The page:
Puerto Ricans vote in favor of statehood – WTVM.com

It’s about time! Pa’lante!

Puerto Ricans vote in favor of statehood By Brandon Twichell

(RNN) –While all eyes were on the U.S. mainland during Election Day 2012,the small U.S. territory of Puerto Rico voted in favor of statehood, according to election results.

While the referendum was non-binding,it marks the first time Puerto Rico rejected its current commonwealth status.

The referendum was a two-part question. The first part asked voters if they wanted to change the island’s current relationship status with U.S. or leave it as is –a commonwealth. In a 54-46 margin,Puerto Ricans voted to change their current status with the U.S. The second question asked what Puerto Ricans would prefer: statehood, greater autonomy or complete independence. With 93 percent of the votes counted, statehood received 61 percent of the vote. Greater autonomy received 33 percent and independence garnered only 5 percent, according to The Associated Press.

Puerto Rican officials plan to present this information to President Barack Obama and Congress, with the latter making the decision on whether or not to grant Puerto Rico statehood.

More at http://m.wtvm.com/autojuice?targetUrl=http%3a%2f%2fwww.wtvm.com%2fstory%2f20036948%2fpuerto-ricans-favor-statehood-in-2012-vote

I believe President Obama, Majority Leader Reid and Speaker Boehner will be wise to accept the will of the Puerto Rican people and finally bring Puerto Rico into these United States.

Statehood is long overdue. The plebesite result presents President Obama with a good bipartisan measure that was initiated by Republican Governor Luis Fortuno (who, along with wife, spoke at the GOP Presidential convention in Tampa). Given the drubbing of Mitt Romney by Hispanic voters, especially Puerto Ricans in Florida, Virginia, Pennsylvania, North Carolina, NJ and NY, statehood presents the GOP leadership with the opportunity to mend political relations with Hispanics.

About SquarePegDem

A former state legislator turned NY Post editorial board member, thought-leader, public affairs consultant and commentator, columnist and blogger. Michael has appeared on Al Jazeera America Tonight, NY1/Inside City Hall, FoxNews.com LIVE, YNN/Capital Tonight, The Brian Lehrer Show, The Fred Dicker Show, The Capitol Press Room, and The Daily Show. His op-eds have appeared in the NY Post, City and State, The Legislative Gazette, Bronx Times, The Troy Record, Buffalo News, and the Rochester Democrat and Chronicle. To schedule speaking engagements, email FOMB08@GMAIL.COM.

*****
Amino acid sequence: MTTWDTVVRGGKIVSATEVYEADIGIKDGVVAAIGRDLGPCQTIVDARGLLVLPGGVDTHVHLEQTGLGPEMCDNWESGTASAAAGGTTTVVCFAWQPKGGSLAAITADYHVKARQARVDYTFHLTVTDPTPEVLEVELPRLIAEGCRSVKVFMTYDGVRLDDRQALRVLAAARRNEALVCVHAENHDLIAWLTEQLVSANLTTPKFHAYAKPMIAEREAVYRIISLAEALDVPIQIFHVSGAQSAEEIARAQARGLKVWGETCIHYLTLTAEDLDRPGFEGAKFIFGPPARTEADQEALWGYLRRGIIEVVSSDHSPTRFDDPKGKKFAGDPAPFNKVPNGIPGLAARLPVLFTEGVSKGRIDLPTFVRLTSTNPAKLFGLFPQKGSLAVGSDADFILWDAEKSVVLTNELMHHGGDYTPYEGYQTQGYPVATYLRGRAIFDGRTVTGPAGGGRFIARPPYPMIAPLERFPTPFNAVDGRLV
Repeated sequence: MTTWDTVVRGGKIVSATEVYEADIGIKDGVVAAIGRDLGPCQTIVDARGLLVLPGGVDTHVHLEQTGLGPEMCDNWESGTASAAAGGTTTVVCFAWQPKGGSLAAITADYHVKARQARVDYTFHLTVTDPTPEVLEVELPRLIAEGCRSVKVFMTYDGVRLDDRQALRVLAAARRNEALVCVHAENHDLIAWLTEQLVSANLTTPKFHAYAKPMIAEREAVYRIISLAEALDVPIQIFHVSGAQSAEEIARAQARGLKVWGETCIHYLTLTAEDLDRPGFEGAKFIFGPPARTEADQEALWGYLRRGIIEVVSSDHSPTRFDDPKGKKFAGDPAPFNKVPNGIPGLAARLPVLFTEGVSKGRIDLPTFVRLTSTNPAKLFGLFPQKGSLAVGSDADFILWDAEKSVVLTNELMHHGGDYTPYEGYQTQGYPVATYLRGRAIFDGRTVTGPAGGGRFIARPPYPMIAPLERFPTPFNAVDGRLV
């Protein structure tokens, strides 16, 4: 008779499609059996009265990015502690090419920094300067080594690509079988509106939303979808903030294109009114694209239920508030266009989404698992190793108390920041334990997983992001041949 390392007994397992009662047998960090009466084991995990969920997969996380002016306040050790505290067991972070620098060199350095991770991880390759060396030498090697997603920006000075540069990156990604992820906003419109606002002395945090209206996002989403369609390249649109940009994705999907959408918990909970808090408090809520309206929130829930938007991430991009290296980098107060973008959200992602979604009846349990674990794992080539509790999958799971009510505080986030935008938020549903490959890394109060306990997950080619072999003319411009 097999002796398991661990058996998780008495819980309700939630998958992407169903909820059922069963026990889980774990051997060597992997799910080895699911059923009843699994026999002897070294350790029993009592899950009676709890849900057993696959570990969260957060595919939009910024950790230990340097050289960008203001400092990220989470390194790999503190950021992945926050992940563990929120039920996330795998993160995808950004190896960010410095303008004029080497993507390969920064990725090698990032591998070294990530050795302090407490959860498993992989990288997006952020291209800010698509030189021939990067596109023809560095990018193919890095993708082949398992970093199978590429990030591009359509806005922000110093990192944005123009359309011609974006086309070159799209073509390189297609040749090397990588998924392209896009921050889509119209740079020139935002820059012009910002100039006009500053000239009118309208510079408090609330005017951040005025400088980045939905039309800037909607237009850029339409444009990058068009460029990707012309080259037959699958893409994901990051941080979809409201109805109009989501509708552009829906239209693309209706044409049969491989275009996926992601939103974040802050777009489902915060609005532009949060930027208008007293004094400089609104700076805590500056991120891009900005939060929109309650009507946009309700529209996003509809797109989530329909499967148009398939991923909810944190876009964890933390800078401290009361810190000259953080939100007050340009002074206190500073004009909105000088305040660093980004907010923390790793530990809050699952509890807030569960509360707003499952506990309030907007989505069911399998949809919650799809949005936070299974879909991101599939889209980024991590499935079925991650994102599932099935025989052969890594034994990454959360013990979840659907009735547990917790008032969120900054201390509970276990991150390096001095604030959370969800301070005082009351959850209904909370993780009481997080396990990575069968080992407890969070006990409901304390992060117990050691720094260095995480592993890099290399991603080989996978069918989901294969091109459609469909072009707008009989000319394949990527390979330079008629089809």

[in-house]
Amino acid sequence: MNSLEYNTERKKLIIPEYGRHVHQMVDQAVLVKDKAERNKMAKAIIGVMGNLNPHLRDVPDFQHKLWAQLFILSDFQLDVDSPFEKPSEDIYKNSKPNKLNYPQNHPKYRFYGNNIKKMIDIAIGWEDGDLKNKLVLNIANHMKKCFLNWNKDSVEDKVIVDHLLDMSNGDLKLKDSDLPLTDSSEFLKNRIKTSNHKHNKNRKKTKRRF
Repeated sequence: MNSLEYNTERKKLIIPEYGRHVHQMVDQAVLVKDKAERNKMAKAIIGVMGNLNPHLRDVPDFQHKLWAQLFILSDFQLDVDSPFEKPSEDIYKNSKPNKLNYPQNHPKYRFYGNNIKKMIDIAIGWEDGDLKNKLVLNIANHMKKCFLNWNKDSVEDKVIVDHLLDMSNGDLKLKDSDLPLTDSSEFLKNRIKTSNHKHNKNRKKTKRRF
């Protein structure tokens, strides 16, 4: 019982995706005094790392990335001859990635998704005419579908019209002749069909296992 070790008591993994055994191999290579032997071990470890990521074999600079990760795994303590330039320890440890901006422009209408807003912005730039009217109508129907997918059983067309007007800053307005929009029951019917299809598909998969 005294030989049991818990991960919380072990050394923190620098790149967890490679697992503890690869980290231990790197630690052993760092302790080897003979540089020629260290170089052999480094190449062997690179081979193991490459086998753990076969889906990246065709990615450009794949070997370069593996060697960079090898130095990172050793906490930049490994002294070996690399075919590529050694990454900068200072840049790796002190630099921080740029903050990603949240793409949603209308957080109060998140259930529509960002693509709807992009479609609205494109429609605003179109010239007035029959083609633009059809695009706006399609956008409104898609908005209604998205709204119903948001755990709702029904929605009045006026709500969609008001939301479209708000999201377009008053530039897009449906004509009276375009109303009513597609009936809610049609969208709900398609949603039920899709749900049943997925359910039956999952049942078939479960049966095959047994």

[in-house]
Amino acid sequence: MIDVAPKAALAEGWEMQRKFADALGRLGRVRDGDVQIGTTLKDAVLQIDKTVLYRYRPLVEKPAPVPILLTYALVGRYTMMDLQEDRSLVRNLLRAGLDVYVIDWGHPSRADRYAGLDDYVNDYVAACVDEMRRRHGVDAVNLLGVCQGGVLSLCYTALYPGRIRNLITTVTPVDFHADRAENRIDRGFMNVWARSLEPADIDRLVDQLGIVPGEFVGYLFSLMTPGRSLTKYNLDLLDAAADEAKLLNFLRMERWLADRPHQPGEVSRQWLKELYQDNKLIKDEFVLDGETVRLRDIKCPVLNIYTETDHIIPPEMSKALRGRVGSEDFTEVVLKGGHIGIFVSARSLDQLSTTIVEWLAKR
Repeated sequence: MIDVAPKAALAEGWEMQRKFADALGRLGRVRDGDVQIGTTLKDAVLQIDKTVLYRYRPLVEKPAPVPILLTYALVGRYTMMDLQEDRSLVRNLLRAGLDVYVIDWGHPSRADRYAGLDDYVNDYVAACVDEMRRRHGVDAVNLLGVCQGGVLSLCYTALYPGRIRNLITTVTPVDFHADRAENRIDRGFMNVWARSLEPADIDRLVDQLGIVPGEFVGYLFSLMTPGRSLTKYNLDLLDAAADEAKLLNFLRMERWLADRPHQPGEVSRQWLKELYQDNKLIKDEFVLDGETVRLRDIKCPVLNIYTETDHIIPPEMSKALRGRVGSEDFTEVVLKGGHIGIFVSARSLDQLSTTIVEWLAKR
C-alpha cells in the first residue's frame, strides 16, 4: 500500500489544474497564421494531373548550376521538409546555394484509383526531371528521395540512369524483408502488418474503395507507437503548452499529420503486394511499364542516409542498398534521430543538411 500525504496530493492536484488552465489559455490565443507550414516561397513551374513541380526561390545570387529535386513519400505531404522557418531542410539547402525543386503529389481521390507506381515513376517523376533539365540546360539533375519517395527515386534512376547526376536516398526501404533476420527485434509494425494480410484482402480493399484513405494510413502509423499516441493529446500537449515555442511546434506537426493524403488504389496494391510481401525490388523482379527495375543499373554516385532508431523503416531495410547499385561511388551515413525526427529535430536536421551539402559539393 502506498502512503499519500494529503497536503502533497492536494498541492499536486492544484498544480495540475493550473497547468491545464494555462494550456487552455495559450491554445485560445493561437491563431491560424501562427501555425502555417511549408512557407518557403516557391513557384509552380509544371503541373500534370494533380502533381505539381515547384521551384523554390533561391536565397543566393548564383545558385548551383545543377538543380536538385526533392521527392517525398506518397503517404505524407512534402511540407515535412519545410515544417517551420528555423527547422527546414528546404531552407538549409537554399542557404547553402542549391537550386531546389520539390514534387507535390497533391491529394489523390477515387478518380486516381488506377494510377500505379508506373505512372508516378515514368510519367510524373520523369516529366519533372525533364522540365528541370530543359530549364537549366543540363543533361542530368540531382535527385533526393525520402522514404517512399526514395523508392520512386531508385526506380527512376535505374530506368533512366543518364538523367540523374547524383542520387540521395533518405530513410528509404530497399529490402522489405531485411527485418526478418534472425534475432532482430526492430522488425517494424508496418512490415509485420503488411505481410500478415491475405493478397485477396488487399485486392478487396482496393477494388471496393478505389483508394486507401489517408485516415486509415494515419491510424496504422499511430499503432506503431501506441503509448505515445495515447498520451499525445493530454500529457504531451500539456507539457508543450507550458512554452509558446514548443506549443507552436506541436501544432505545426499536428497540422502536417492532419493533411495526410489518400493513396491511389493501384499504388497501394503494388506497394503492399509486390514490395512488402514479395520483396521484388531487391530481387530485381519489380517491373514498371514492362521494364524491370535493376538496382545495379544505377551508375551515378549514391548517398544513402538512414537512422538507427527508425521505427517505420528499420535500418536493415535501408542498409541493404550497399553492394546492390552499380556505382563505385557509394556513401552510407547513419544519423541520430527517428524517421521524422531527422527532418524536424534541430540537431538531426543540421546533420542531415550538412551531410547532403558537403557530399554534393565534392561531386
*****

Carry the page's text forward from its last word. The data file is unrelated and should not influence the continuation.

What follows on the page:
This entry was posted in Government, Politics, Public Policy and tagged , , , . Bookmark the permalink.

3 Responses to Puerto Ricans vote in favor of statehood – WTVM.com

  1. Ismael Malave says:

    If Puerto Rico wants its place in the history books of these United States, besides shedding blood in wars for this country like my Puerto Rican American friends and family have done … My farther fought in Korea & my brother in most of the middle east missions, They (the newly elected ELA leaders) better get with the program … They (Puerto Ricans) better start thinking on a macro level, because Hispanics from other ethnicities are claiming office all over these United States and PR will sooner or later be cut off from the Federal Government’s cash cow … Or PR will be asked to put out its share, with no say in House or Senate of the USA. Statehood would mean 2 US senate seats and at least 5 to 7 Congressional seats, giving Puerto Rico the most political power of Hispanic decent in all of this country … Personally, I was born in PR, but raised in NYC and I’m a proud Puerto Rican American. I hope to see statehood in my lifetime, but if PR wants to continue collecting some of my federal tax dollars, then it better start contributing its fare share, or unlatch its lips from the source of milk … Why should I or anyone else stateside pay for someone’s WIC of their neighbor who live on the Island won’t.


  2. Seablade says:

    To act on the Puerto Rican referendum of November 6, 2012



Leave a Reply

Fill in your details below or click an icon to log in:

WordPress.com Logo

You are commenting using your WordPress.com account. Log Out /  Change )

Google photo

You are commenting using your Google account. Log Out /  Change )

Twitter picture

You are commenting using your Twitter account. Log Out /  Change )

Facebook photo

You are commenting using your Facebook account. Log Out /  Change )

Connecting to %s